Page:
Gross income is your earned income before taxes and other deductions are made plus your unearned income.
Earned income is money you get from work (tips, salaries, bonuses, etc). Social Security only counts for about half of your earned income.
Unearned income is money you get from other sources like SSDI, short or long-term disability, VA benefits, profits from trusts or investments, worker's compensation. Social Security counts almost all of your unearned income.
If you work, you usually have more money because your SSI benefit only goes down by about 50% for every dollar you earn.
There is quite the calculation and several steps when counting income. I am definitely not the expert at this. Seek out online calculators or contact your local office for the specifics.
Myth: They can’t work because of their disability
My son has worked at a local grocery store, has had internships, and volunteered. There is definitely a slower learning curve and things might take longer. Skills building, patience, and understanding are key to long-term success.
In high school, they will start to talk about transition and vocational rehabilitation (VR). This is to help the individual prepare for and find a job. Contact your child’s special education teacher or your County’s workforce center.
A job coach is someone that is able to go to the job site to provide on-site training to help with adjusting to the job or skills needed. They are able to be with them to start then back off as needed. The job coach can help with such things as appropriate accommodations, talking to their boss, or finding the best way to complete tasks.
If transportation is an issue, there are door-to-door services such as Metro Mobility, which is an application and approval process. There is a local bus or rideshare service (depending on their abilities and any safety aspects). Your local county would know the best transportation available for vulnerable adults for your county and state. Sometimes transportation can be included on a waiver if the person has one.
An employer cannot discriminate against people with disabilities due to the ADA (Americans with Disabilities Act). Your loved one can be successful with reasonable accommodations. Reasonable accommodations can be different based on each person and each job. No matter the person, there is always an adjustment to a job and this makes it so that the person successfully performs the job. Kind of the idea of having a 504 or IEP in school.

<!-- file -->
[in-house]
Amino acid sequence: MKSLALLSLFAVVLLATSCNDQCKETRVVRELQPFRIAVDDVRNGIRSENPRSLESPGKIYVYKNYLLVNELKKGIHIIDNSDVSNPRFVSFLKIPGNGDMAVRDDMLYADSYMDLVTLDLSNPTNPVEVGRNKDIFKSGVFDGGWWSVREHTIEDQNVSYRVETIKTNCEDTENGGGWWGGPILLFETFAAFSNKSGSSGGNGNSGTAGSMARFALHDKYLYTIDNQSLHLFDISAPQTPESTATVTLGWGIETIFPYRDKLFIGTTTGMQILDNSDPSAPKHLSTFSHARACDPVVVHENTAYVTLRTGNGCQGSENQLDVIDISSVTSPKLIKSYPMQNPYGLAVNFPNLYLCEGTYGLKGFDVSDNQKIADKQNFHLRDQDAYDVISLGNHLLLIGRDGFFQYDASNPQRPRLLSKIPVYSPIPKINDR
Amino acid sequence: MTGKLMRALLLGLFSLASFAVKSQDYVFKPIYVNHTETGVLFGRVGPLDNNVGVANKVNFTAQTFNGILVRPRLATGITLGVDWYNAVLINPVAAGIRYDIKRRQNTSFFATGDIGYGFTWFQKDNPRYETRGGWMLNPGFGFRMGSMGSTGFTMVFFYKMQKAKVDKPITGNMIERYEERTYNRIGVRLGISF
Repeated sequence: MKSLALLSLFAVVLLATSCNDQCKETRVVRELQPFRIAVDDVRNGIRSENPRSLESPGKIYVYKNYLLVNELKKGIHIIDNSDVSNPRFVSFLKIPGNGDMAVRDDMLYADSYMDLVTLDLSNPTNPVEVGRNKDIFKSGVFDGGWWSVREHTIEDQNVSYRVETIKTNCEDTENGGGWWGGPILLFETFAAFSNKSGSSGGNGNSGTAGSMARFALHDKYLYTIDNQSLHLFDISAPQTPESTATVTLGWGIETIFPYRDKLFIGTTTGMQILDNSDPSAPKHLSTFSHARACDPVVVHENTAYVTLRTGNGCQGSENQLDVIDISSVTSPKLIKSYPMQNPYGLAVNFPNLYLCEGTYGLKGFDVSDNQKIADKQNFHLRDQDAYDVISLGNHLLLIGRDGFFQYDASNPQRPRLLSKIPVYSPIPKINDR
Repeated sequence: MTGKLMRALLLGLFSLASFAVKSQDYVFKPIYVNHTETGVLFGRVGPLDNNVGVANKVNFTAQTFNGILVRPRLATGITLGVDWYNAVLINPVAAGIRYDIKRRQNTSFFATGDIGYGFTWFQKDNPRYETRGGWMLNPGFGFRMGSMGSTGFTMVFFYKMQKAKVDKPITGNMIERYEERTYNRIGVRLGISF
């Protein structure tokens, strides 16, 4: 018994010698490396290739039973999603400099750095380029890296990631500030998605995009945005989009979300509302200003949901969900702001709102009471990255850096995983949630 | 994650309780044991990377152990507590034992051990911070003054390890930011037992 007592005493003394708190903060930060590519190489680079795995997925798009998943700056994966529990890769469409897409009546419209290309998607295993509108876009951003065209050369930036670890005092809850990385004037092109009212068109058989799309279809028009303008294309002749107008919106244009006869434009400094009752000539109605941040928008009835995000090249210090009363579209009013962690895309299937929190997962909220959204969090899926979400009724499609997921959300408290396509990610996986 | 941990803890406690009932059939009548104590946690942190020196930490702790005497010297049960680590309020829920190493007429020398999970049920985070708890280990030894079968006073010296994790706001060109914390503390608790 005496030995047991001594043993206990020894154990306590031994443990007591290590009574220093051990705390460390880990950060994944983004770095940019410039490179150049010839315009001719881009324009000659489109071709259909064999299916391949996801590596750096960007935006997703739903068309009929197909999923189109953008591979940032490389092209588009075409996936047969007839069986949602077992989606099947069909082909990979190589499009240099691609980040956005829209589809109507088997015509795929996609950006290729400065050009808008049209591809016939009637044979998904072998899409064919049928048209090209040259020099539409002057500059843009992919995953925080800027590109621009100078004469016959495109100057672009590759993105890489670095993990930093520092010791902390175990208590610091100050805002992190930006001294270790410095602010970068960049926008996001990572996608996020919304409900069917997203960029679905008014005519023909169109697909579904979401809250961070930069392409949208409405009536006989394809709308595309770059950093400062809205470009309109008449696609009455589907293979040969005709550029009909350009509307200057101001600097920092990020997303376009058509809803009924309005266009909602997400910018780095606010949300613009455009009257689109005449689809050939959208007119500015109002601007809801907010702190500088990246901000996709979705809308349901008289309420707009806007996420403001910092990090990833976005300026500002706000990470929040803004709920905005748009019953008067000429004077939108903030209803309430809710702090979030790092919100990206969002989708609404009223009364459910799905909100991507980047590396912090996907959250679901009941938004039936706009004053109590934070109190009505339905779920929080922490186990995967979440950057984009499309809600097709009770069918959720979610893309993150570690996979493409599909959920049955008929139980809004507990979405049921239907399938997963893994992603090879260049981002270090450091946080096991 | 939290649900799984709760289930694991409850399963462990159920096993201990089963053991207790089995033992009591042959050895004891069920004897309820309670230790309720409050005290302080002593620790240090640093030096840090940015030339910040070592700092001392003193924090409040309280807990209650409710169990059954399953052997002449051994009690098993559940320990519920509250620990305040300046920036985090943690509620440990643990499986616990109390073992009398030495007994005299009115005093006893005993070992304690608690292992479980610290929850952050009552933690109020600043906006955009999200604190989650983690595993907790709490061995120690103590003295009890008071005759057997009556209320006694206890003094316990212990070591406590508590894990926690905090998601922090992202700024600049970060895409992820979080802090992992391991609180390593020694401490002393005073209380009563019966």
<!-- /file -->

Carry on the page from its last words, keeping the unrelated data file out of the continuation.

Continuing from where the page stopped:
Once a person turns 18 and is getting SSI or SSDI, there is the Ticket to Work program. This is a program that has free services like VR or job counseling, job coaches, training, or placement services. https://choosework.ssa.gov
Myth: If I work, I’ll lose my disability qualification
False! Every three years approximately they will conduct a case review to make sure you are still meeting the disability definitions. These reviews are based on time, not if they get a job. If they are on the Ticket to Work program, these reviews are delayed.
Myth: I will stop getting money when I start working
Partly False! Sometimes an individual just needs a boost to help them reach that next level. Sometimes the disability is more severe. Each person is different. The long-term goal might be to work towards independence. This is a bit more complicated and very common to be afraid of not being able to take care of expenses.
It’s important to know if you are on SSI, SSDI, or both. Rules are different. If you are only on SSI, you will always make more money by working.
SSI uses a countable income calculation to figure out your monthly total countable income. The calculation is a bit complicated, in my opinion. Countable Income for SSI https://www.ssa.gov/oact/COLA/countableincome.html
If you are under age 22, going to school, and working, you might be eligible for Student Earned Income Exclusion (SEIE). This allows you to earn up to $1930 a month while in school without a benefit reduction. You can exclude up to $7770 over the course of a year. https://www.ssa.gov/oact/cola/studentEIE.html